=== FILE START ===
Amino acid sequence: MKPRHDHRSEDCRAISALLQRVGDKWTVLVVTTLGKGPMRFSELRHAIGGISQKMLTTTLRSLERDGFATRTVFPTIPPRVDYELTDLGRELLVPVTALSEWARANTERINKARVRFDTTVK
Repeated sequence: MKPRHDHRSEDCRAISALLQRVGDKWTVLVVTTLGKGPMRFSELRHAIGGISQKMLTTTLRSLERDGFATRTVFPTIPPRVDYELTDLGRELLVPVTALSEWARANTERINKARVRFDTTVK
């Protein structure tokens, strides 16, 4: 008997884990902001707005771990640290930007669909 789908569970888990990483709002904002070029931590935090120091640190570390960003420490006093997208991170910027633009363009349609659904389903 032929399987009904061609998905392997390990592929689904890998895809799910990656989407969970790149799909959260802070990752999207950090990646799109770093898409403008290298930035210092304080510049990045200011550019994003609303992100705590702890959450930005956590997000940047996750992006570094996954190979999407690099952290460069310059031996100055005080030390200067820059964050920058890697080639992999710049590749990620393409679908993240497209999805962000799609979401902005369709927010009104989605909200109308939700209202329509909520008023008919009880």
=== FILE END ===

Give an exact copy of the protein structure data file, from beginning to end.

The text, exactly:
Amino acid sequence: MKPRHDHRSEDCRAISALLQRVGDKWTVLVVTTLGKGPMRFSELRHAIGGISQKMLTTTLRSLERDGFATRTVFPTIPPRVDYELTDLGRELLVPVTALSEWARANTERINKARVRFDTTVK
Repeated sequence: MKPRHDHRSEDCRAISALLQRVGDKWTVLVVTTLGKGPMRFSELRHAIGGISQKMLTTTLRSLERDGFATRTVFPTIPPRVDYELTDLGRELLVPVTALSEWARANTERINKARVRFDTTVK
């Protein structure tokens, strides 16, 4: 008997884990902001707005771990640290930007669909 789908569970888990990483709002904002070029931590935090120091640190570390960003420490006093997208991170910027633009363009349609659904389903 032929399987009904061609998905392997390990592929689904890998895809799910990656989407969970790149799909959260802070990752999207950090990646799109770093898409403008290298930035210092304080510049990045200011550019994003609303992100705590702890959450930005956590997000940047996750992006570094996954190979999407690099952290460069310059031996100055005080030390200067820059964050920058890697080639992999710049590749990620393409679908993240497209999805962000799609979401902005369709927010009104989605909200109308939700209202329509909520008023008919009880």